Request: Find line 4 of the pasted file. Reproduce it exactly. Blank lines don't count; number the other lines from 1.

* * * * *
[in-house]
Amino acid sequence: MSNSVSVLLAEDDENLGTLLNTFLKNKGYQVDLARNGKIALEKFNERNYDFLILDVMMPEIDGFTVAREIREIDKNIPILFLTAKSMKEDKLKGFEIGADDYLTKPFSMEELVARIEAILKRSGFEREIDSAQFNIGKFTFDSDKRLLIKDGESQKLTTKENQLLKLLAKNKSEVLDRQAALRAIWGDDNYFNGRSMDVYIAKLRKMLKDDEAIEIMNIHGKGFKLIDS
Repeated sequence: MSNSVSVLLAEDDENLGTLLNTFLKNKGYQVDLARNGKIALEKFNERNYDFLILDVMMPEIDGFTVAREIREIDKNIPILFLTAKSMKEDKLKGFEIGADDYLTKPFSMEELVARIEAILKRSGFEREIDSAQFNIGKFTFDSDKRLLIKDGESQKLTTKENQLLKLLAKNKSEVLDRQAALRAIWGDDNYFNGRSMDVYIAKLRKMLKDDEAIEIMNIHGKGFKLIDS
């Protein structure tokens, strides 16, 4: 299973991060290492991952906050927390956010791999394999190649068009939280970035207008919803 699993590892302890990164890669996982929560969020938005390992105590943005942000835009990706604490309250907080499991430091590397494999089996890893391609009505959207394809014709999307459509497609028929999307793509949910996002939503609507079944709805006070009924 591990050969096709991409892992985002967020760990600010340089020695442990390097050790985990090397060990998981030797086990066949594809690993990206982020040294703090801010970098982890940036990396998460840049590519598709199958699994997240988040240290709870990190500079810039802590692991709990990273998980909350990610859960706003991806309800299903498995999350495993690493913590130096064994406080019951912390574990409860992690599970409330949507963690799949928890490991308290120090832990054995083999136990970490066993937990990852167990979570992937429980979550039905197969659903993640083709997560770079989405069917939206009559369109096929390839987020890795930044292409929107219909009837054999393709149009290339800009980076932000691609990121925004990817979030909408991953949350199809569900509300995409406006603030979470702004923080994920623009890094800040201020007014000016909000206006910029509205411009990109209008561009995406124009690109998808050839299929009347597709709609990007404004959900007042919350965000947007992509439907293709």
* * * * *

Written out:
């Protein structure tokens, strides 16, 4: 299973991060290492991952906050927390956010791999394999190649068009939280970035207008919803 699993590892302890990164890669996982929560969020938005390992105590943005942000835009990706604490309250907080499991430091590397494999089996890893391609009505959207394809014709999307459509497609028929999307793509949910996002939503609507079944709805006070009924 591990050969096709991409892992985002967020760990600010340089020695442990390097050790985990090397060990998981030797086990066949594809690993990206982020040294703090801010970098982890940036990396998460840049590519598709199958699994997240988040240290709870990190500079810039802590692991709990990273998980909350990610859960706003991806309800299903498995999350495993690493913590130096064994406080019951912390574990409860992690599970409330949507963690799949928890490991308290120090832990054995083999136990970490066993937990990852167990979570992937429980979550039905197969659903993640083709997560770079989405069917939206009559369109096929390839987020890795930044292409929107219909009837054999393709149009290339800009980076932000691609990121925004990817979030909408991953949350199809569900509300995409406006603030979470702004923080994920623009890094800040201020007014000016909000206006910029509205411009990109209008561009995406124009690109998808050839299929009347597709709609990007404004959900007042919350965000947007992509439907293709």